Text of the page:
TechTarget's Rich Seeley has just published the opinions of several SOA market analysts (including yours truly) on what the potential impact of an economic downturn would be on SOA efforts.
If IT budgets got tighter, would anybody notice?
The general consensus appears to be that if things were to get a little tougher, this would be a chance for SOA to really prove itself.
However, the first thought that comes to mind is, if IT budgets were tightened, would anybody notice? IT has been under pressure to do a lot more with a lot less for years now. And SOA has been seen since its current inception as one of several strategies to make things happen within tight constraints.
Neil Ward-Dutton of Macehiter Ward-Dutton notes that no one can really cut back on SOA, since it's not something you buy -- "it's just a set of concepts." He urges actively working the SOA angle to keep business transformation on track: "Use SOA to minimize the future cost of change in one or two high-profile areas like this and you'll demonstrate how IT can minimize costs and still support ongoing innovation."ZapThink's Dave Linthicum says that SOA, properly implemented, delivers a very high return on investment -- something that will help businesses in uncertain times.
Miko Matsumura of Software AG webMethods echos this sentiment, noting that "SOA is needed more in hard times because you want more of your IT budget to go towards high leverage projects as opposed to reinventing, re-securing, reintegrating and rebuilding the wheel for each new project." He states a trusim that applies to technology even in the fattest or fastest of times: "So much IT budget goes down the drain on lack of systemic global optimization that IT is dying the death of a thousand cuts."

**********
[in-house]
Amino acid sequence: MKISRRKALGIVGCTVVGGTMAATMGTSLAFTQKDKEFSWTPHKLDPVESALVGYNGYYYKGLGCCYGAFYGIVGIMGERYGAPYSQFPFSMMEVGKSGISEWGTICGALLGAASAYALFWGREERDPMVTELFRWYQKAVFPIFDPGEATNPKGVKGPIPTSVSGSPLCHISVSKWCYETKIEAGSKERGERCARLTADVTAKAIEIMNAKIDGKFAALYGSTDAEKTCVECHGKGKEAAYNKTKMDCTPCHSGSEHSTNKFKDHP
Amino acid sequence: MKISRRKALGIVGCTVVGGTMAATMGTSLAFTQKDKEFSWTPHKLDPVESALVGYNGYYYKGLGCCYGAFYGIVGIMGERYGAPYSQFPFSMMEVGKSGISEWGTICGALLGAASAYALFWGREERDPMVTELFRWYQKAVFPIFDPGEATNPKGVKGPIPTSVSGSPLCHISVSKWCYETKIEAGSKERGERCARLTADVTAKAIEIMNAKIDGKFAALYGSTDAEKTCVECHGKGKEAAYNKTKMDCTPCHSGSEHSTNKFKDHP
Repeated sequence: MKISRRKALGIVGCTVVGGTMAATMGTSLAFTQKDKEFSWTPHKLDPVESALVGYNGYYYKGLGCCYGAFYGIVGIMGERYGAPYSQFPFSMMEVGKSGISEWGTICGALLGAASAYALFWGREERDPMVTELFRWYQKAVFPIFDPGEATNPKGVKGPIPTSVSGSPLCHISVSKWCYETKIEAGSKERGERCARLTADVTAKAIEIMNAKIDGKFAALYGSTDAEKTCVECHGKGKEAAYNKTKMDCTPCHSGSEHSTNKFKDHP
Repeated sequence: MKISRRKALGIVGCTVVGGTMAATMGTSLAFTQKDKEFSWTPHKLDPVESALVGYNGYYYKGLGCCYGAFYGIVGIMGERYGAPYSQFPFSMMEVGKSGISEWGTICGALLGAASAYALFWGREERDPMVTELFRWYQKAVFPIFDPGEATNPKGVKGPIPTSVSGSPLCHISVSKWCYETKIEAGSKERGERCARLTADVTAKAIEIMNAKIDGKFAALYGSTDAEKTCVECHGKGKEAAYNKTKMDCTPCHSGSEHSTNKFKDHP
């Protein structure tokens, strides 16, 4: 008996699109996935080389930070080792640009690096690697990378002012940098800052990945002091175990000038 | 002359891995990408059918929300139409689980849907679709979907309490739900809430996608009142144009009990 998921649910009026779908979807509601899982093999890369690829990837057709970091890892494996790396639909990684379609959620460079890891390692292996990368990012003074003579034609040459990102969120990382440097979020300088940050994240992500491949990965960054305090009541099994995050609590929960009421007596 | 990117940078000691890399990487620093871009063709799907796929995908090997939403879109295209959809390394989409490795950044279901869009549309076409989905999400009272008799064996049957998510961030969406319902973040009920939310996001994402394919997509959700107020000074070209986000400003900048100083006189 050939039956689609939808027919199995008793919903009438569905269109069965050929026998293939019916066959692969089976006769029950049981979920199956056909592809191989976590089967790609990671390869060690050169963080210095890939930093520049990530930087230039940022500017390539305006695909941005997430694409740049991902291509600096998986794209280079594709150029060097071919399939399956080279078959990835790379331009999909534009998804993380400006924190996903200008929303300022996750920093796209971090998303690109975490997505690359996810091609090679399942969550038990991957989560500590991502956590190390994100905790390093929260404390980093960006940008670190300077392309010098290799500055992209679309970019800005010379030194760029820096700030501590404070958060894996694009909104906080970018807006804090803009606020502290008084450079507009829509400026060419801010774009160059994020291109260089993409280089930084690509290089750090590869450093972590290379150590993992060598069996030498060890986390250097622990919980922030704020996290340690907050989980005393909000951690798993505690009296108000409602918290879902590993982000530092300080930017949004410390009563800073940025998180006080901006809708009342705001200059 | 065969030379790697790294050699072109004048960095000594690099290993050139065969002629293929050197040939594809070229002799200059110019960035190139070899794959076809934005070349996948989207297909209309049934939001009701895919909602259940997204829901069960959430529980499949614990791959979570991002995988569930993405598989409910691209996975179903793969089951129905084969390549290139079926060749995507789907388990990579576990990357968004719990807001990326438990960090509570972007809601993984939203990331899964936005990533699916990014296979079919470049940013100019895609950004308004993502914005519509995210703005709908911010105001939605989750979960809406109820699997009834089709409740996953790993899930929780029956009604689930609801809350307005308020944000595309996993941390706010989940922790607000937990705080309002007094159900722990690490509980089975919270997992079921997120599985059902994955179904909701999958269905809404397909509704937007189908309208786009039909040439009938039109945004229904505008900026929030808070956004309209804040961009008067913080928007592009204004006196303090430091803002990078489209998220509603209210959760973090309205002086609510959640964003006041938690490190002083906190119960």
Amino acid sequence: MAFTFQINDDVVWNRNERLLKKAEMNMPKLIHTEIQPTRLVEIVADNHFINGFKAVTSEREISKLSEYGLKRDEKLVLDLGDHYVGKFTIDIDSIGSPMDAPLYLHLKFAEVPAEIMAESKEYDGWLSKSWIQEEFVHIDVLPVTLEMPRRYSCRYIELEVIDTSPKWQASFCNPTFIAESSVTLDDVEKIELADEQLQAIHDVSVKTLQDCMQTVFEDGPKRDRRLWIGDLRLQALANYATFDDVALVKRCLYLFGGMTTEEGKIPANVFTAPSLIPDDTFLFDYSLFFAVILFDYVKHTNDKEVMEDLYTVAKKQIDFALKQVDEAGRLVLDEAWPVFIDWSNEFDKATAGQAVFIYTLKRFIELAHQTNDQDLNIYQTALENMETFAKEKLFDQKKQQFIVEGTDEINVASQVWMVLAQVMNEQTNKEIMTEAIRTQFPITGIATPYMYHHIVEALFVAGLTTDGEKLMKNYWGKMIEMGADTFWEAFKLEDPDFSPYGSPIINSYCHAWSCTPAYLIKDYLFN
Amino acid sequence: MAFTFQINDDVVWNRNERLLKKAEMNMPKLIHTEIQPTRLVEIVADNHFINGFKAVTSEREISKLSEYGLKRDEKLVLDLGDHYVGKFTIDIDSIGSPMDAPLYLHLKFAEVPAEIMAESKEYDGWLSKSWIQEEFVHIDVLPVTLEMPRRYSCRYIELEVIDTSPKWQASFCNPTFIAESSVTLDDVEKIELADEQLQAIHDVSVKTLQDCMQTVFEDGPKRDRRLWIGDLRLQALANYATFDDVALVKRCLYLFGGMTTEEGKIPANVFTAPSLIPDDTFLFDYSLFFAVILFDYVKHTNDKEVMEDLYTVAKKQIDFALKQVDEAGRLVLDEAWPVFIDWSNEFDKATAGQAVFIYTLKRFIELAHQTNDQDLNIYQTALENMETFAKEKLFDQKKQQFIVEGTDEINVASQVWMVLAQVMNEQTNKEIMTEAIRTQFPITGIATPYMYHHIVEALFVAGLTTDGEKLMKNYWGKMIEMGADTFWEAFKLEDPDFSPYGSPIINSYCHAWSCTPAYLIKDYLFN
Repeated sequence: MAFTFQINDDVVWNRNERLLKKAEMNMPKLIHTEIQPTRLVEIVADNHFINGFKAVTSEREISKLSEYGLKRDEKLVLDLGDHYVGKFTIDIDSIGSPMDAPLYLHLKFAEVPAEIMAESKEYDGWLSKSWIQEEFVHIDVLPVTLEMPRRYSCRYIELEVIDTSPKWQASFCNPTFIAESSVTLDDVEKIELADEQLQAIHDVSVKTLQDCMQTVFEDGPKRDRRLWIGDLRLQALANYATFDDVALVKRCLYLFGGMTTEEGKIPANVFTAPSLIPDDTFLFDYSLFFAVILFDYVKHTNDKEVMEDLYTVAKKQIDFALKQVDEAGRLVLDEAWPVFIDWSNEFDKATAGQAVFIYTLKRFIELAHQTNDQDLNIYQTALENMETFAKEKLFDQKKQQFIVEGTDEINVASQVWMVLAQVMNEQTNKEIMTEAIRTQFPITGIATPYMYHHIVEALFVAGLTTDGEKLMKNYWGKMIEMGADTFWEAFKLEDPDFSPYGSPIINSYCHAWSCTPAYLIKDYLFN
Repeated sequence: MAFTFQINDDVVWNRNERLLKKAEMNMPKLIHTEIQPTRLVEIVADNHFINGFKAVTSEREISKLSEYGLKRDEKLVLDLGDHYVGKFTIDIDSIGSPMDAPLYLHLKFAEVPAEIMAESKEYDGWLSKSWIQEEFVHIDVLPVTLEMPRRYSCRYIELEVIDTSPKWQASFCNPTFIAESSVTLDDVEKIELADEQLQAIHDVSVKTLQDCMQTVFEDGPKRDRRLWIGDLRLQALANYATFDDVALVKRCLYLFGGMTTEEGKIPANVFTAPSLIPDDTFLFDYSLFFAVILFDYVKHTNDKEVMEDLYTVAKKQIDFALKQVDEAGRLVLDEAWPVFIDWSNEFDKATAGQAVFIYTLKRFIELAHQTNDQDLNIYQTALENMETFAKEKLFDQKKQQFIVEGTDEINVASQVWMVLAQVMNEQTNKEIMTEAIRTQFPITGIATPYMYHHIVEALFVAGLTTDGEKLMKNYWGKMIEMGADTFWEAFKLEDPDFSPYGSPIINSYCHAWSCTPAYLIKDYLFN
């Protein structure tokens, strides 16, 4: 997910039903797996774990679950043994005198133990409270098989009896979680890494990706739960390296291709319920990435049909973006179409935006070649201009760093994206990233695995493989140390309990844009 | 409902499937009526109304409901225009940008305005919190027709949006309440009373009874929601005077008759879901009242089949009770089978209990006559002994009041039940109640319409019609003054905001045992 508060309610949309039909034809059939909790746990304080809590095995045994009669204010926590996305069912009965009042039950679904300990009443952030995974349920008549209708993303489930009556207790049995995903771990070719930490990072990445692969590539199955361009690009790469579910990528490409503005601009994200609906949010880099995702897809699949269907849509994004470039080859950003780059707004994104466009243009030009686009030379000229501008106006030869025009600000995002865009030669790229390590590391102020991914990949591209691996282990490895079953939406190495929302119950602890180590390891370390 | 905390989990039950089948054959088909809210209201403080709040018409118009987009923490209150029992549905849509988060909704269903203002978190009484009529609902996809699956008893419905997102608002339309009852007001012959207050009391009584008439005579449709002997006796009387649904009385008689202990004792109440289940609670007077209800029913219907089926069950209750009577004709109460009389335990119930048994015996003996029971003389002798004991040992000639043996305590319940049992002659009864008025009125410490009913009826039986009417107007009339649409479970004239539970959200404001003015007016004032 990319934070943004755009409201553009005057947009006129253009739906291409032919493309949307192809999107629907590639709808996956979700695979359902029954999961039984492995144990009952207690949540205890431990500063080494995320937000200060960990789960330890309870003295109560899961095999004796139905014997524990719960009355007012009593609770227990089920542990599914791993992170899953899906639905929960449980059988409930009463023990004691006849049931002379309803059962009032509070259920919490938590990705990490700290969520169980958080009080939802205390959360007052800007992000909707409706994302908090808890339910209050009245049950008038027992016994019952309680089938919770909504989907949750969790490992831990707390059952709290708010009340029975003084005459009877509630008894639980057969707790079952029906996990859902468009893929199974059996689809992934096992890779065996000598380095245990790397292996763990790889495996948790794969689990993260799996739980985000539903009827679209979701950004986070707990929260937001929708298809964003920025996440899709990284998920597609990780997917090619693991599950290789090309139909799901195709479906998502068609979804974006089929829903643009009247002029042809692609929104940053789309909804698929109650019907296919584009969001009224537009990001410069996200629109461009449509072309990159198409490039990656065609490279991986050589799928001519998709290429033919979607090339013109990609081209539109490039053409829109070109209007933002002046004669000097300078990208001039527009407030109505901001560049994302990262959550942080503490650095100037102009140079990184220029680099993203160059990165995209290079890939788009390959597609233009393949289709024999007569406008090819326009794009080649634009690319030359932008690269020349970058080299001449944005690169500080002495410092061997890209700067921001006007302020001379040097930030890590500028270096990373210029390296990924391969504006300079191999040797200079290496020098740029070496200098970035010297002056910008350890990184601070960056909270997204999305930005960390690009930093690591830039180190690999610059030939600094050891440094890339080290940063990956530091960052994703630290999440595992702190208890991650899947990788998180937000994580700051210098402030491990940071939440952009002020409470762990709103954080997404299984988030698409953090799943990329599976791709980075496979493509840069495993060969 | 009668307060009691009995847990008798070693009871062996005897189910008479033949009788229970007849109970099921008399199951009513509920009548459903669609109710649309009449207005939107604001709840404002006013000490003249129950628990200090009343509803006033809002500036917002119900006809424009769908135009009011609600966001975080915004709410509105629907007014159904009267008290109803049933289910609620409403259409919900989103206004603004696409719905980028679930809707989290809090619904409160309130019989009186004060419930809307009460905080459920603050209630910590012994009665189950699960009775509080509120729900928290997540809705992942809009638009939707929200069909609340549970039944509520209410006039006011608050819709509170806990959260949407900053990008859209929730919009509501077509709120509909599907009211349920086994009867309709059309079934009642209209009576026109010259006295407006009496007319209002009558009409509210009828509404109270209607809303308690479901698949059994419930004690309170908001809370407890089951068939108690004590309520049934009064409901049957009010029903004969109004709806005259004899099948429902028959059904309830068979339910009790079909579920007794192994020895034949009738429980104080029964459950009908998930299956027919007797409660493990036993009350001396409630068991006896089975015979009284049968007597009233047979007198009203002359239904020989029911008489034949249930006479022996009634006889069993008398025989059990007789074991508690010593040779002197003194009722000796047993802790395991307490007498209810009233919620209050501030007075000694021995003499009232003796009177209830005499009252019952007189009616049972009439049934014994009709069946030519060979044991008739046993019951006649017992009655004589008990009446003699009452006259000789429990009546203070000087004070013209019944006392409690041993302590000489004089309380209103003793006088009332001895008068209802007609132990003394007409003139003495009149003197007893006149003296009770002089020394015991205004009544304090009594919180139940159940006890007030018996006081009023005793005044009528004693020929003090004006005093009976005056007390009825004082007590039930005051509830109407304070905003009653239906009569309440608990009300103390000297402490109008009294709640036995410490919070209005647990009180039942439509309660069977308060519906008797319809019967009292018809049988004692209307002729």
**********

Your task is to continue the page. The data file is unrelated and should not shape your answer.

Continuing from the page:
My ZDNet colleague Dana Gardner points out that benefits of SOA transcends economic fluctuations. Companies that simply cut SOA because of a tighter budget "are probably not yet serious about SOA. They will be more likely to remain in constant firefighting mode, trying to keep their databases up and email from choking."
My view is that we will see a mixed scenario, with the companies that "get" SOA continuing full throttle with it, while companies that can't grasp the concept scaling back. My view is that tough times would enable SOA to prove its mettle, offering a means to streamline processes and reduce redundancies within their development and integration operations. When times get rough, companies get most skittish about new hiring. A case can be made for SOA efforts that enable organizations to continue to run or even expand current operations without adding additional staff to build new services or maintain them.
And, let's face it, when it comes to budget crunches, the pinch was never lifted off IT since the post-dot-bomb and post-Y2K hangovers of 2001. Even if the economy were roaring with 25-percent growth this year, budgets would still be stingy and stingier. Hence, the interest in SOA, Web 2.0, and open source approaches to problems -- these are the best-known ways to get more enterprise bang for the buck.